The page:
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Northern snakehead

Northern snakehead. Photo courtesy of Arkansas Game and Fish Commission.

JEFFERSON CITY — The northern snakehead is in many ways the perfect invasive species, which is why its presence in Missouri worries state conservation officials.

It can tolerate a wide range of water temperatures. It can reproduce five times per year. It preys on animals that native species eat. And, it can survive several days out of water.

On April 25, an angler caught a northern snakehead in a "borrow ditch within the St. Francis River levees" of Dunklin County, according to the Missouri Department of Conservation.

The catch was the first time the fish had officially been found in Missouri, and officials do not have information to suggest there is an established population in the state.

The northern snakehead (Channa argus) is native to China, Russia and Korea. It was popular at fish markets in the United States prior to being banned from importation in 2002, according to the U.S. Geological Survey.

The fish was imported and farmed in Monroe County, Ark., in 2000, according to the Department of Conservation, and was discovered swimming in Arkansas waters in 2008.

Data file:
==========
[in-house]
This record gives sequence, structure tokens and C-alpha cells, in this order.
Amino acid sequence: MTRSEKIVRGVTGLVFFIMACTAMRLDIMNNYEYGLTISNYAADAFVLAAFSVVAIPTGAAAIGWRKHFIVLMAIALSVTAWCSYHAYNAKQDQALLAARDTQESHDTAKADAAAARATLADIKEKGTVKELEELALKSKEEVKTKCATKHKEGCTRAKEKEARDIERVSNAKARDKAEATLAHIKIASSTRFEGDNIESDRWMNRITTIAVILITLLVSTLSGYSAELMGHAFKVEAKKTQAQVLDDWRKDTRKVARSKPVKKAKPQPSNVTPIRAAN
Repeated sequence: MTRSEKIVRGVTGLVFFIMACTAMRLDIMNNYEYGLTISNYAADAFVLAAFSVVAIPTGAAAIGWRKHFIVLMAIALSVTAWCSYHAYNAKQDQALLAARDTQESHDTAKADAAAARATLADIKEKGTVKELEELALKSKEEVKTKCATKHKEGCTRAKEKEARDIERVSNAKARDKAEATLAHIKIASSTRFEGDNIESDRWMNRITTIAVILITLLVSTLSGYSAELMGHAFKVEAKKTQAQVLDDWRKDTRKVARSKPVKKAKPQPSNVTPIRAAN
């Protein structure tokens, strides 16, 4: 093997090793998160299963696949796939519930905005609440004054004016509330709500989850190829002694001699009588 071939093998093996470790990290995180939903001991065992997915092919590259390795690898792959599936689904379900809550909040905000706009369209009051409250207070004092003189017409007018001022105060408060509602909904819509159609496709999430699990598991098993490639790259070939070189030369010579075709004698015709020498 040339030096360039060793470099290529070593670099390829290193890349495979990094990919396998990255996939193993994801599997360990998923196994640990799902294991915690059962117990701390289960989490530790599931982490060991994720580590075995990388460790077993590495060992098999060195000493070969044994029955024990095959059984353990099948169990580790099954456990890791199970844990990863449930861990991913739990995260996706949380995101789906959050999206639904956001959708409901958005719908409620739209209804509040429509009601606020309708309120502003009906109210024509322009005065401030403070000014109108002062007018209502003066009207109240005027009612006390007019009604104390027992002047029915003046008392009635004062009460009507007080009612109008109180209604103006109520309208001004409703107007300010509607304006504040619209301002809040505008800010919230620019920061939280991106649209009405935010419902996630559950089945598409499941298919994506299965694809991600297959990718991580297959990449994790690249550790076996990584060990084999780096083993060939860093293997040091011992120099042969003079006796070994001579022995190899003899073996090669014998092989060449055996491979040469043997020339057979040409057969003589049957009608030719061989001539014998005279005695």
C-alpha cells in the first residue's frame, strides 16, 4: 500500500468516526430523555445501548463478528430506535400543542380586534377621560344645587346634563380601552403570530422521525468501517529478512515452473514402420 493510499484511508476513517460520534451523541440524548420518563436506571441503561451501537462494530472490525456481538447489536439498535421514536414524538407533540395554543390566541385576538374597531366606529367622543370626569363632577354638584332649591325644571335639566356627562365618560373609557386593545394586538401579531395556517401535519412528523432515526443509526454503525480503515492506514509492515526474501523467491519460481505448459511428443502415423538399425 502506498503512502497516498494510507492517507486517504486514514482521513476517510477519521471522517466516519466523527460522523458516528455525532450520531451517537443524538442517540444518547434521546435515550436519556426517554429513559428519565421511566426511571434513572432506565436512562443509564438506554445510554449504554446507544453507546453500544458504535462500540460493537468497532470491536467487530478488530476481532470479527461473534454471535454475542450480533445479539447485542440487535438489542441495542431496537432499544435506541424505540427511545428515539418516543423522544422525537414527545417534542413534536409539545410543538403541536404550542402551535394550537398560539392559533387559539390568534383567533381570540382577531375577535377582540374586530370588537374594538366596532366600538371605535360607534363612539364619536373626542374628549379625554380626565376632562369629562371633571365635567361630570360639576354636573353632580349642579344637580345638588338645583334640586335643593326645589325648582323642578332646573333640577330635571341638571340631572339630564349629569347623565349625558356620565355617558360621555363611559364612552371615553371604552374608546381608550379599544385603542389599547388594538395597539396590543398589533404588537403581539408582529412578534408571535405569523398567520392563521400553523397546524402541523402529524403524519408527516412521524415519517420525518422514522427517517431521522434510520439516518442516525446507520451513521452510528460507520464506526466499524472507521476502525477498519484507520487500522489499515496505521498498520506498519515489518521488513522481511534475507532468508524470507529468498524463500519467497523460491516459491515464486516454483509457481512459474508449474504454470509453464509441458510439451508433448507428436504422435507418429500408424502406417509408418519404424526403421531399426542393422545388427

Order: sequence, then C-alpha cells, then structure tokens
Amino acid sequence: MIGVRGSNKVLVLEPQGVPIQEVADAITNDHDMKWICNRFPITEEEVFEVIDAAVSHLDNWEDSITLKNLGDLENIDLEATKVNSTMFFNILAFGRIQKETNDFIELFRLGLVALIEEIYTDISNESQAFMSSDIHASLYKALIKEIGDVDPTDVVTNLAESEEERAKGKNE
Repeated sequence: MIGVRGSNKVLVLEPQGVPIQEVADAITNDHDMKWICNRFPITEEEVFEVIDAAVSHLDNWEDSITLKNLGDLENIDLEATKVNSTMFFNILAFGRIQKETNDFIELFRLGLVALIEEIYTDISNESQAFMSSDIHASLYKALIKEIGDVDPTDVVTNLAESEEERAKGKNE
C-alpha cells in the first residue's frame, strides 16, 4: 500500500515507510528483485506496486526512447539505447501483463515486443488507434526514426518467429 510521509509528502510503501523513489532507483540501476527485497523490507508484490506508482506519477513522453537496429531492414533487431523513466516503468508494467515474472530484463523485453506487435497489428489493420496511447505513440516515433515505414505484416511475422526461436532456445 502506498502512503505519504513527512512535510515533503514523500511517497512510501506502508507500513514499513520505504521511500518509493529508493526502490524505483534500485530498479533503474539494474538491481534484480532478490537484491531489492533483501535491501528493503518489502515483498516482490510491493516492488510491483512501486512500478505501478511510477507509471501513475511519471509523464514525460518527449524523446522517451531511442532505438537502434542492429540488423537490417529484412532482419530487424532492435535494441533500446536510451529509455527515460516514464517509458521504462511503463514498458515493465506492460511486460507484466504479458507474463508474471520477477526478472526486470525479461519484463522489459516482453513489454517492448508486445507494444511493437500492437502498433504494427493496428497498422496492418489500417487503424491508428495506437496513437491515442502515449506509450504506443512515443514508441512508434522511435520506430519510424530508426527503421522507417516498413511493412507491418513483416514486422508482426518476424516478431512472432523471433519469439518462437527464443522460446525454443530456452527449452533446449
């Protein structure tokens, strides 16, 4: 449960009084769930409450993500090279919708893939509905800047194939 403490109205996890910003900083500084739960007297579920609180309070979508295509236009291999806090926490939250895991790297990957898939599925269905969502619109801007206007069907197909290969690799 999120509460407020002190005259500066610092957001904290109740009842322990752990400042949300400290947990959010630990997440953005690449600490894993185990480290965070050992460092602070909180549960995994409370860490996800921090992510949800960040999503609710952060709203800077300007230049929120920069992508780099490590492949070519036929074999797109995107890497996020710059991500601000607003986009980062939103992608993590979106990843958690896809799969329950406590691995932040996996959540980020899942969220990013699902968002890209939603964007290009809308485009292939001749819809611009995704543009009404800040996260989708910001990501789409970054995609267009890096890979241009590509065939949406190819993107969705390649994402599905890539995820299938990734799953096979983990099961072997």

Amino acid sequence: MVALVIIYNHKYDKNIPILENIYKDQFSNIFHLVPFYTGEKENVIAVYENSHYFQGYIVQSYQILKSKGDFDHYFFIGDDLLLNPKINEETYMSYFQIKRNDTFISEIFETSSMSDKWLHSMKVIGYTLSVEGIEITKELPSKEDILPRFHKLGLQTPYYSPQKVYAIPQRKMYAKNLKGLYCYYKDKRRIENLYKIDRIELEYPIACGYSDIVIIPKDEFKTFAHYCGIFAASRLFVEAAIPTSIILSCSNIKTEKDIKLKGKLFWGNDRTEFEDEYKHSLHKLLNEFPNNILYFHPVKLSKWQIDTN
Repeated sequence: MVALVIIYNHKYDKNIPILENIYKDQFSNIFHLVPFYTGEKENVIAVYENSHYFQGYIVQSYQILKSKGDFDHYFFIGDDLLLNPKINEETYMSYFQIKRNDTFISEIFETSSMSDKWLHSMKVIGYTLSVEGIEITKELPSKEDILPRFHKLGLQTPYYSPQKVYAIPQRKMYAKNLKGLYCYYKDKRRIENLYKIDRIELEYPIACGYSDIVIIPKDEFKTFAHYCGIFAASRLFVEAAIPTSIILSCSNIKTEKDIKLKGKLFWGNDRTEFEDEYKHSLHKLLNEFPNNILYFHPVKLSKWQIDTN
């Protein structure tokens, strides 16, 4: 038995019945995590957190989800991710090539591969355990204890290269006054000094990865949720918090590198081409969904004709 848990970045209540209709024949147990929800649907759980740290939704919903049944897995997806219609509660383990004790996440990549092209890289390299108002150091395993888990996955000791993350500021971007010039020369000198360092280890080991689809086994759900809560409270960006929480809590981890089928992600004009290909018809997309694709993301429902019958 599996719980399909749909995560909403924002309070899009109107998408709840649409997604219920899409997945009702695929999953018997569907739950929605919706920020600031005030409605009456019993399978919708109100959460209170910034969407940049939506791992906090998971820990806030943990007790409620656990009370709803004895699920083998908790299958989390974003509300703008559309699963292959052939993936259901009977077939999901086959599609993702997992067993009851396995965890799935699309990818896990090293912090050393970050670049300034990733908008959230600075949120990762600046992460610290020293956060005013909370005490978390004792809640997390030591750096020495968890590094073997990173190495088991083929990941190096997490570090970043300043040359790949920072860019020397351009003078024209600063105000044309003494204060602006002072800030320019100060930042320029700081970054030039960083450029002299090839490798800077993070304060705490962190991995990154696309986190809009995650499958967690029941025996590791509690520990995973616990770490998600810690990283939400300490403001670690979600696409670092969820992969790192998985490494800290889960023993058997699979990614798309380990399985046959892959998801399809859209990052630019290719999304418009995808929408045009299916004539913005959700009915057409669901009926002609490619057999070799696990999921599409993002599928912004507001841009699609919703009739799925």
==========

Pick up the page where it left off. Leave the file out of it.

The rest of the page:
In May 2018, the fish was discovered in Lake City, Ark., about 15 miles from where the angler in Dunklin County caught the fish last month. 

Dunklin County is in Missouri's Bootheel, in the far southeast corner of the state.

“We will continue to monitor the spread in southeast Missouri,” said Dave Knuth, a state fisheries management biologist, in a statement.

The fish can grow up to 33 inches, according to the federal government. In addition to Arkansas, it has also been found in California, Maryland, Pennsylvania, Virginia and New York, according to the U.S. Geological Survey.

The Department of Conservation recommends killing any northern snakeheads anglers may catch.

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